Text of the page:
Norris: And later got a Nobel Prize.
Brown: Yes, I know. I visited him in Princeton later. Another person that eventually got one was Fred Reines. He and his wife were civilians. He and his wife had me to dinner many times. He gave some lectures on mathematics of soap bubbles and taught me a little bit of calculus of variations.
Norris: Isn’t he one of the people who talked about the change in the climate?
Brown: I do not know about—
Norris: The amount of carbon that would go into the atmosphere would eventually warm the planet?
Brown: I do not know about his—
Norris: I think he might be one of the people who did that.
Brown: He was also a very good singer. He was in—programs were put on—there were no outside shows coming in.
Norris: So you had to use your talent that was among the laboratory people. In Fuller Lodge, in the big building?
Norris: Is that where you took your meals?
Brown: No, I was in the Army. We had a mess hall, not Fuller Lodge.
Norris: So even though you were in SED working for Hornig you were still just in the Army and kind of a lesser person than the other—
Brown: I suppose.
Norris: So there was some segregation.
Brown: Really the SEDs were treated pretty well by—not looked down on too much by the civilians.
Norris: You were not on the battlefield.
Brown: And we were glad.
Norris: And you should have been glad for that because—
Brown: Yes I was.
Norris: Because they eventually ended the ASTP program later in the war because they did need more infantry people.
Brown: Well, maybe. I do not know just when the program was ended.
Norris: But you were on the front end.
Brown: Early 1944 is when—
Norris: I think later that year they ended the ASTP.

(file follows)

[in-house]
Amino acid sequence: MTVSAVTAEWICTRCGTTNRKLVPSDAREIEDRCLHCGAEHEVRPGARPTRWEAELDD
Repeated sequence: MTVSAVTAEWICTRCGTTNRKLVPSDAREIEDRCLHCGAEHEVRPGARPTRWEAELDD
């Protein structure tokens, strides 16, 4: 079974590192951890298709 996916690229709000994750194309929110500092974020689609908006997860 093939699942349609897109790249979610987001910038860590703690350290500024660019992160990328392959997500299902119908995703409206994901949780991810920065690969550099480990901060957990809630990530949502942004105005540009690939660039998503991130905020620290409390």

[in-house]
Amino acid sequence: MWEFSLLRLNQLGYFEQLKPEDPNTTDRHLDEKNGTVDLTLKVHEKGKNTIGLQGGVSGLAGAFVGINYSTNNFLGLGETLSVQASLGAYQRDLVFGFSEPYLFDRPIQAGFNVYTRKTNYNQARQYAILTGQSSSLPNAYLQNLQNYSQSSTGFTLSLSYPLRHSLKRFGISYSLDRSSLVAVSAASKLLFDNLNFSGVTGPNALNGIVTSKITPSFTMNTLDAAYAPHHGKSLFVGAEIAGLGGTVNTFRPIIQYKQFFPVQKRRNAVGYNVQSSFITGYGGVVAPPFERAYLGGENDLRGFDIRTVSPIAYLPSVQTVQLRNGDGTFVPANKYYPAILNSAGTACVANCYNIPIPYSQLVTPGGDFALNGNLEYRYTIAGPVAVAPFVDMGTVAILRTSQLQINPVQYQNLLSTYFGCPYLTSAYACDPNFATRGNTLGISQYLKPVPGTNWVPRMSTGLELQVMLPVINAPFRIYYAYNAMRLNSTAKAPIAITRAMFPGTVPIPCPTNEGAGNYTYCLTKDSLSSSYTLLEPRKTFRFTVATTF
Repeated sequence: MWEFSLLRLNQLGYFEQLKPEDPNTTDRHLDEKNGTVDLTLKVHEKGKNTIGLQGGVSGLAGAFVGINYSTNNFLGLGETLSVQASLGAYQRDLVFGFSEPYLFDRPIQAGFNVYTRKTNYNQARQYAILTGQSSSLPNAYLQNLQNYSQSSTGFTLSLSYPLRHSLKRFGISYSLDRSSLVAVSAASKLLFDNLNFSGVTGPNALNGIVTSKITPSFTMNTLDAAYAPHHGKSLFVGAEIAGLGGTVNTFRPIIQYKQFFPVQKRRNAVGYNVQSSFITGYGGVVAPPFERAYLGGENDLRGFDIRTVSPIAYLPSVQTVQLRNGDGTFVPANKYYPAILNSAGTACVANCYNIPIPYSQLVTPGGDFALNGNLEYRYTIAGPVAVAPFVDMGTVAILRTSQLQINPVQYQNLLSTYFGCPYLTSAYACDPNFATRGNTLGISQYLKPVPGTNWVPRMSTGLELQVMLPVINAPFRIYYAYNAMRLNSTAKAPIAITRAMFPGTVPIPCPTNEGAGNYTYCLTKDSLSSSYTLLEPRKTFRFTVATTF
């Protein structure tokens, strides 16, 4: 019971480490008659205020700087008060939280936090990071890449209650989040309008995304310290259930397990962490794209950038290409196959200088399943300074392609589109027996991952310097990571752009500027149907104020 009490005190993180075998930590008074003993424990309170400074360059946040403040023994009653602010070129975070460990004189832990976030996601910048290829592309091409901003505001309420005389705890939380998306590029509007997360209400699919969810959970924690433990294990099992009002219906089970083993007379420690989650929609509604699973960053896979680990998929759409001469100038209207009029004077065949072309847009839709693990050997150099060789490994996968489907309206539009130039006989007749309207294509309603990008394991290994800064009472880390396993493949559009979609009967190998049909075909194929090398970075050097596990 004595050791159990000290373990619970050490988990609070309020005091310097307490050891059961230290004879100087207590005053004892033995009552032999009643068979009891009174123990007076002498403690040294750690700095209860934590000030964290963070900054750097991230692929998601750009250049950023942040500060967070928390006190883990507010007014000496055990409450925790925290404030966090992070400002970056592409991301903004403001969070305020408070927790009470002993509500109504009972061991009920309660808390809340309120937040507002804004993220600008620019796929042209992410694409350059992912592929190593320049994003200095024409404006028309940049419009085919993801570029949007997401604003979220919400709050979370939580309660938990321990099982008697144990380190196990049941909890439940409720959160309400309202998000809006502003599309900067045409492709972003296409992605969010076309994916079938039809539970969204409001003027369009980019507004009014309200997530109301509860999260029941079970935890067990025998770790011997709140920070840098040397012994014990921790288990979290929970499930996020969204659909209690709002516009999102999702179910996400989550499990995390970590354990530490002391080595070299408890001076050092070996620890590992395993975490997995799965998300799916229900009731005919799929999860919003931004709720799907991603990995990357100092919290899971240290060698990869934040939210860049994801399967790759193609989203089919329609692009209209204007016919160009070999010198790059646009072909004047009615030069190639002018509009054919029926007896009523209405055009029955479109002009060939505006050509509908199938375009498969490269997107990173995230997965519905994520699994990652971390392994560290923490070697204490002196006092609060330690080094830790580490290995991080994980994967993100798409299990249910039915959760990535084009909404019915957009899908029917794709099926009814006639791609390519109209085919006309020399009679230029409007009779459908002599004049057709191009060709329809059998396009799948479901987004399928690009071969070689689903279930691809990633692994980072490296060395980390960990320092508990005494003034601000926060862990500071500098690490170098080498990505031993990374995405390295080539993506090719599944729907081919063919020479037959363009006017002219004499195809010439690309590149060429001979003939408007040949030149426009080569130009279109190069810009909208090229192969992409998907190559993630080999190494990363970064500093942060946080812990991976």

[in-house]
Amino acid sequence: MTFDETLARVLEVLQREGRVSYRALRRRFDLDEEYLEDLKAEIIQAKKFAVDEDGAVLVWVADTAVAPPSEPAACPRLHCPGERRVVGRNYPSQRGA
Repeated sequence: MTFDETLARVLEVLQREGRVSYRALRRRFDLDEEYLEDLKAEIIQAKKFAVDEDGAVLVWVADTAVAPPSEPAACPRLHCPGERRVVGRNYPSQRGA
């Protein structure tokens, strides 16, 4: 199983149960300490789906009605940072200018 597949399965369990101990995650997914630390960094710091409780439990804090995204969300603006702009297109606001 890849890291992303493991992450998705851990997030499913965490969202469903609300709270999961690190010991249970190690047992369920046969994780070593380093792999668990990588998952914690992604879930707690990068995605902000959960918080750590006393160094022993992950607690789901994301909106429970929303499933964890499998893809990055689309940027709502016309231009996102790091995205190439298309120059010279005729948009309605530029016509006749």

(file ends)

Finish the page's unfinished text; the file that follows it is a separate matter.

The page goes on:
Brown: That is probably—yes.
Norris: Those people who were destined to maybe to get the courses at the different universities, off to the battlefield.
Brown: Yes, I think so.
Norris: I think so. I think you were among the lucky ones.
Norris: And had a good experience eventually as an SED. Did you ever know Arnold Kramish? Kramish, Arnold, he was in SED, too.
Norris: But I do not think he was—might have been at Los Alamos. Later you found out that some of these people that you had observed committed espionage. You mentioned Fuchs. Did you ever know Theodore Hall?
Norris: He worked for Rossi, Bruno Rossi.
Norris: He worked under him.
Brown: Well, for a little while I was in an electronics construction group, built some stuff for Rossi.
Norris: In 1950 Fuchs was discovered as a spy, do you remember that?
Brown: Yes. I was not in the Army.
Norris: No, you were long gone, you had started your career and everything. But you sort of—
Brown: I read about it, could not help reading about it, it was everywhere.
Norris: I know, it was all over the newspapers here. At that time he was a German communist who became part of the British team and came to eventually Los Alamos and then went back to England and was discovered to be a spy in England and put into prison.
Norris: Did you ever have any contact with Edward Teller?